We made it! Yesterday afternoon we arrived back in Puerto Natales after a successful 5 day / 4 night expedition along the famous W Trek in Torres del Paine National Park, although for us it was very much a lowercase rather than an uppercase W for reasons I will explain later. In any case there are many different ways to hike the W so, for reference, here is the version we did:
Day 1: Paine Grande – Grey (11km)
After renting our gear (tent, sleeping bags, mats, walking poles and cooking equipment) and stocking up on food in Puerto Natales the night before we got the 7am bus into the park and then waited for the catamaran to take us across Lake Pehoé to our starting point at Paine Grande. There is only one vessel and we didn’t make it onto the first ride, so after queuing for an extra hour (during which time I reached the pivotal plot twist in Donna Tartt’s The Goldfinch) it was already lunchtime before we could start our first hike.
As you can see from the map, in terms of making a nice W shape the first day’s hike is actually completely redundant since we just walked back the next day. Still, based on the distance and altitude we both expected that the first two days would be our easiest. We were totally wrong. The first day especially was the hardest. Partly this was environmental – some parts of this route are seriously windy, and there’s a fair amount of uphill and downhill sections – but mostly it was on us. Starting later in the day is definitely worse but I also wore too many layers, didn’t strap my bag up properly and had not yet settled into the walking. We were also way slower than the guide time of three and a half hours, which wasn’t a problem in itself but was worrying given the subsequent trips we had to make.
The worst part was when Randi tripped and fell forwards onto a rocky downhill path, which left a cut on her forehead but thankfully no serious damage. We’re grateful to the helpful group of French hikers behind us who stopped to offer aid and checked for concussion before moving on! Serious public service announcement though: when we rented the walking poles, the woman at Erratic Rock warned us not to use the wrist straps. We followed her advice, and Randi was able to throw off the poles when falling. If she hadn’t been able to she could easily have broken her wrist and wouldn’t have been able to shield her head. So please follow the advice and ignore the wrist straps on walking poles!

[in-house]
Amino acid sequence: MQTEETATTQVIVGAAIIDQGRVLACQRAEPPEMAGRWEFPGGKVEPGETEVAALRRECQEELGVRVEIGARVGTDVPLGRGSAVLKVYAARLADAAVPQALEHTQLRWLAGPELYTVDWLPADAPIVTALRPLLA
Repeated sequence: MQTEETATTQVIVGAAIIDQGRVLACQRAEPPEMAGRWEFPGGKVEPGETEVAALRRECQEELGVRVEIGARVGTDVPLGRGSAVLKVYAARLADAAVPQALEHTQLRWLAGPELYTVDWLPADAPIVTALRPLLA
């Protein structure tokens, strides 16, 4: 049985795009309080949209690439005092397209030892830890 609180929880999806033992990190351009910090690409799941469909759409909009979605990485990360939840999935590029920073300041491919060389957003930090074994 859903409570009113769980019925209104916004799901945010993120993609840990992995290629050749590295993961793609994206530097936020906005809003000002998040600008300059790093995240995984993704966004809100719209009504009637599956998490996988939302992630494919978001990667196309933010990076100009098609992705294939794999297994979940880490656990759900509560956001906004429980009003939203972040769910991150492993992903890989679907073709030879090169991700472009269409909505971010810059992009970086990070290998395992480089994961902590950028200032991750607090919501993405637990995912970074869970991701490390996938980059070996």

Suffice to say, we were both extremely glad to reach Refugio Grey, put up our tent, take a hot shower and cook our first dinner using the little foldout burner which looked eerily like a robotic spider from a Doctor Who episode.
We also dutifully followed the camp’s rules and left all our food tied up in a bag and dangling from a tree overnight, even though I was pretty convinced that we would wake up the next morning to find five days worth of food spread all over the campsite. Spoiler alert: we didn’t! And so after a long day we had a recuperating and relatively comfortable night’s sleep in our tent, which joyfully didn’t blow away either.
Day 2: Grey – Paine Grande (11km)
I’ve deliberately focused on the worst parts about the first day’s hike so I would have something to write about here 😉 and I do, because the journey between Grey and Paine Grande offers amazing views of Glacier Grey! As we set out in the morning I wasn’t sure if knowing the route in advance would make things easier or harder but we did much better the second time around (only half an hour slower than the guide time) with no falling over and happier spirits overall.